Ask Alex: Refining toners
by Alex Hushcha
For this round of Ask Alex, our resident esthetician examines refining toners. Admittedly, toners can be a vague and sometimes superfluous step in a skincare routine. Are they there to cleanse? Exfoliate? Do they add hydration? When do you even use them? WHY do we need them?
I have noticed in the last year or so that several skincare brands have rolled out with many different iterations of toning products. I recently saw one marketed as a green juice for your face! For the moment, I am going to focus on just refining toners. These are the products that exfoliate the skin and pull off any unwanted, excess build-up on a deeper level than cleansing. This step would come immediately after cleansing, and while I have met some who believe that this can be used instead of a cleanse, these products really are designed to sink into your skin to do their dirty work. For them to be the most effective, you will want to have already cleansed your face of any makeup and surface oils.
Toners that fall into this category of refinement are frequently targeted to those with acneic skin and contain more astringent and exfoliating ingredients. These are also frequently the products that claim to “shrink your pores” or will more ridiculously “close your pores”. That is not how pores work. They do not open or close; they are not doors. They can constrict or dilate and can appear larger or smaller. But if you have naturally larger pores, no product is going to magically erase them or shrink them into oblivion. Instead, what refining toners can do for you is help to clean out the built up dead skin, oil, and sebum trapped in your pores. By doing this, the pores will appear less significant and it will prevent them expanding further to accommodate that build-up. These are awesome products but they are not a magic eraser. Also, don’t use a Magic Eraser on your face. I feel like everyone knows this, but I have seen a Pinterest tutorial telling people to do that so… I am just going to officially put this out there for the internet to see. Do NOT.
I adore a good biochemical/acid exfoliation for the skin and think almost everyone will see some benefit from incorporating the right one into their routine. These products are not just for acne. For dry, hyper pigmented, textured, or aging skin, an acid is going to be make a major difference. Acids are just another way to exfoliate away dead skin cells and are, generally speaking, a lot better for your skin then even the gentlest scrub. They are less likely to cause damage with less mechanical friction on the skin. Scrubbing to exfoliate removes dead skin cells and other debris, but chemical exfoliation using acids separates skin cells and "thins" out the skin.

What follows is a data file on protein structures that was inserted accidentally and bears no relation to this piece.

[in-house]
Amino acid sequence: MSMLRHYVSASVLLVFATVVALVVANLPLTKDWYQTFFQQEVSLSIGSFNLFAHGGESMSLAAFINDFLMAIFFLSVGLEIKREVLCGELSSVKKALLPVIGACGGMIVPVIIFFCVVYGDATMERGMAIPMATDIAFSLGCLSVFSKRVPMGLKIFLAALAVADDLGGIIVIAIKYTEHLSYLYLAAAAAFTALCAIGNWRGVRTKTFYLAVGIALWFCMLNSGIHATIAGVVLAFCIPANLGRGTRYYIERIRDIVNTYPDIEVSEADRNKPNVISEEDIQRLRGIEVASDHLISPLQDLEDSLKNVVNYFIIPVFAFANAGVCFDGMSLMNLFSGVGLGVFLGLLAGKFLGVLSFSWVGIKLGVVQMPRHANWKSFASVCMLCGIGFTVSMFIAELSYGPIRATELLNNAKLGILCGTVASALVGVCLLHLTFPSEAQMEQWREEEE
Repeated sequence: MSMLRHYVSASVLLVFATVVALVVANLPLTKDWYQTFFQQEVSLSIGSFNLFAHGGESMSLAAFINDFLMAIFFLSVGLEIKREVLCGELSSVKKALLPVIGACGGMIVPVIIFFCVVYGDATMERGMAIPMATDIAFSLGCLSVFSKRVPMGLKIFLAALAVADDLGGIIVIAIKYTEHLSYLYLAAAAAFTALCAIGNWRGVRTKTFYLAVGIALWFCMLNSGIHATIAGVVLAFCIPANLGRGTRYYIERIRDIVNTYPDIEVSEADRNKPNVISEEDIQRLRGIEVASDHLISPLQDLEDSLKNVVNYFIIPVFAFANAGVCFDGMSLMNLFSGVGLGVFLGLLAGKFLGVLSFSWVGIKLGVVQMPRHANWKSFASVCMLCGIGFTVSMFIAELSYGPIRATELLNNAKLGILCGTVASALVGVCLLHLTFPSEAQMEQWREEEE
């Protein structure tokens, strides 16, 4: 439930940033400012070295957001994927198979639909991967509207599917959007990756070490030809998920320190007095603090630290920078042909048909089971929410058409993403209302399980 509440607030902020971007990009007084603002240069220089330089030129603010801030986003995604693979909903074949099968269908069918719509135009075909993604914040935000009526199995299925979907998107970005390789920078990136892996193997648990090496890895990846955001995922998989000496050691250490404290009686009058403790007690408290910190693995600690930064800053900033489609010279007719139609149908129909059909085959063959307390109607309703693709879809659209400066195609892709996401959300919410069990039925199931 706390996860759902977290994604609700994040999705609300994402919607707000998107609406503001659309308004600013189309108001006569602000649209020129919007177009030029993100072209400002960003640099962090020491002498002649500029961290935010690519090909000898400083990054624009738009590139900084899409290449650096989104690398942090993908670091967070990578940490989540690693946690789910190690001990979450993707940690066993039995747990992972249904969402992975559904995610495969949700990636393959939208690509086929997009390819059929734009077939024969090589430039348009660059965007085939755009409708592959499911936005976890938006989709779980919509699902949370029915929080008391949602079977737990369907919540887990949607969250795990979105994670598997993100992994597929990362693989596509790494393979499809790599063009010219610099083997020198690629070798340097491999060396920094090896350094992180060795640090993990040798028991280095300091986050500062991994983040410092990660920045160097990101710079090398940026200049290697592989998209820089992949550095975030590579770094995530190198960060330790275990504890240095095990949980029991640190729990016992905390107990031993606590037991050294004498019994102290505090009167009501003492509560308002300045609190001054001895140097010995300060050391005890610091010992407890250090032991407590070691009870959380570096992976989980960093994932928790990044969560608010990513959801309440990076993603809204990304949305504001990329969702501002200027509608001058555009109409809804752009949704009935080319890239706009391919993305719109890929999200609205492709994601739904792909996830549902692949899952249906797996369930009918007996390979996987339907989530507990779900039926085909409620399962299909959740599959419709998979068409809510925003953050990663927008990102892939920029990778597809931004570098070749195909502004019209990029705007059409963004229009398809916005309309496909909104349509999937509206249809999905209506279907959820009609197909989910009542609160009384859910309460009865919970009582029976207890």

The acids I will discuss come in two forms: alpha-hydroxy acids (AHAs) and beta-hydroxy acids (BHAs). There are many different kinds of AHAs, with the most common being glycolic acid, which can be a bit of a controversial ingredient. It is very effective at eating away tissue and is also typically what you will find in professional chemical peels. Glycolic acid is so great at eating away at the dead tissue, oil, and sebum on your skin that it doesn’t stop there. It will also have a go at living tissue. This is why it can be problematic. If not used with caution, you can experience a lot of skin irritation. Because it is the most common acid used in skincare many people shrink from the category all together after one horrible experience. If this is you, I would encourage you to try again, but this time with a milder acid.
Other AHAs that are more gentle are lactic, malic, citric, and tartaric acid. These can all be found in natural products as they are derived from dairy, apples, citrus fruits, and grapes respectively. AHAs, as a group, are the strongest of the two acids. Their molecular size is smaller so they penetrate the skin deeper and faster. Those with thicker and oiler skin will enjoy how AHAs affect them. If you have used acids in your routine before and are feeling like you’ve hit a plateau feel free to level up. There are many products with a blend of AHAs, which are a great way to ease your way in. The Sunday Riley Good Genes All-In-One Lactic Acid Treatment has a high concentration of lactic acid that will give a general radiance to your skin. A fabulous blended acid product would be the Drunk Elephant T.L.C. Framboos Glycolic Night Serum. This contains glycolic with lactic acid as well as our next ingredient, salicylic acid. By blending these acids you will get a multi-layered penetration that is effective but also potentially better for your skin. I also give a big thumbs-up to products like this that have included anti-inflammatory and soothing ingredients in its formula to keep irritation to a minimum.